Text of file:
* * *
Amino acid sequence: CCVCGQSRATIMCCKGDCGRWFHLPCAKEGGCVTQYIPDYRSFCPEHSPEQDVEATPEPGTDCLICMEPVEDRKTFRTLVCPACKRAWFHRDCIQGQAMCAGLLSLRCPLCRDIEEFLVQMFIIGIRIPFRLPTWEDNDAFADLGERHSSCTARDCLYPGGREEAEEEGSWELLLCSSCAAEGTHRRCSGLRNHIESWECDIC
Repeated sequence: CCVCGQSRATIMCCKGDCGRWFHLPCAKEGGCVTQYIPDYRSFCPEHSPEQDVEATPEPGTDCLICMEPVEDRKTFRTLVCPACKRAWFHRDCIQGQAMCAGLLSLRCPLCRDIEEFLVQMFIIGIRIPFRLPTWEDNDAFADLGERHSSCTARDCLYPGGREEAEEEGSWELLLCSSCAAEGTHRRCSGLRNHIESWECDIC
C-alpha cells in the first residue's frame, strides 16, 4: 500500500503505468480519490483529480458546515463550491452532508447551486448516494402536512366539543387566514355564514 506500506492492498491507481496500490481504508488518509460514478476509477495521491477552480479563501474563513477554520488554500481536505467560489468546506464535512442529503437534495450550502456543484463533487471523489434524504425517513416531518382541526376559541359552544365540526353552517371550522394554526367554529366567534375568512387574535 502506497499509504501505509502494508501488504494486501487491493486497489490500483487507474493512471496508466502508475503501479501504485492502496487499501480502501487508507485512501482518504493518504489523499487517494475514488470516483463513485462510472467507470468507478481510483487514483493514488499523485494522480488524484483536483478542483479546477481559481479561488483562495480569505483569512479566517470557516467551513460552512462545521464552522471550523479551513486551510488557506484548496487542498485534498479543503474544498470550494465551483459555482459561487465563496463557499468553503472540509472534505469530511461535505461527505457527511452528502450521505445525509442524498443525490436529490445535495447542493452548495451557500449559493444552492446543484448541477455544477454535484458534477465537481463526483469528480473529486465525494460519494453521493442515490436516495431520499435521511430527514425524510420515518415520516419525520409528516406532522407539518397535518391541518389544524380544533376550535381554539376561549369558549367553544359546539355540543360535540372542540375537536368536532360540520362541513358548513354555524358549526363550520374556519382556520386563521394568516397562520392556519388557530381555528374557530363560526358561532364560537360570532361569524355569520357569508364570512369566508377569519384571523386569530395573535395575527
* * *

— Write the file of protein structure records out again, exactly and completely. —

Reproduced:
Amino acid sequence: CCVCGQSRATIMCCKGDCGRWFHLPCAKEGGCVTQYIPDYRSFCPEHSPEQDVEATPEPGTDCLICMEPVEDRKTFRTLVCPACKRAWFHRDCIQGQAMCAGLLSLRCPLCRDIEEFLVQMFIIGIRIPFRLPTWEDNDAFADLGERHSSCTARDCLYPGGREEAEEEGSWELLLCSSCAAEGTHRRCSGLRNHIESWECDIC
Repeated sequence: CCVCGQSRATIMCCKGDCGRWFHLPCAKEGGCVTQYIPDYRSFCPEHSPEQDVEATPEPGTDCLICMEPVEDRKTFRTLVCPACKRAWFHRDCIQGQAMCAGLLSLRCPLCRDIEEFLVQMFIIGIRIPFRLPTWEDNDAFADLGERHSSCTARDCLYPGGREEAEEEGSWELLLCSSCAAEGTHRRCSGLRNHIESWECDIC
C-alpha cells in the first residue's frame, strides 16, 4: 500500500503505468480519490483529480458546515463550491452532508447551486448516494402536512366539543387566514355564514 506500506492492498491507481496500490481504508488518509460514478476509477495521491477552480479563501474563513477554520488554500481536505467560489468546506464535512442529503437534495450550502456543484463533487471523489434524504425517513416531518382541526376559541359552544365540526353552517371550522394554526367554529366567534375568512387574535 502506497499509504501505509502494508501488504494486501487491493486497489490500483487507474493512471496508466502508475503501479501504485492502496487499501480502501487508507485512501482518504493518504489523499487517494475514488470516483463513485462510472467507470468507478481510483487514483493514488499523485494522480488524484483536483478542483479546477481559481479561488483562495480569505483569512479566517470557516467551513460552512462545521464552522471550523479551513486551510488557506484548496487542498485534498479543503474544498470550494465551483459555482459561487465563496463557499468553503472540509472534505469530511461535505461527505457527511452528502450521505445525509442524498443525490436529490445535495447542493452548495451557500449559493444552492446543484448541477455544477454535484458534477465537481463526483469528480473529486465525494460519494453521493442515490436516495431520499435521511430527514425524510420515518415520516419525520409528516406532522407539518397535518391541518389544524380544533376550535381554539376561549369558549367553544359546539355540543360535540372542540375537536368536532360540520362541513358548513354555524358549526363550520374556519382556520386563521394568516397562520392556519388557530381555528374557530363560526358561532364560537360570532361569524355569520357569508364570512369566508377569519384571523386569530395573535395575527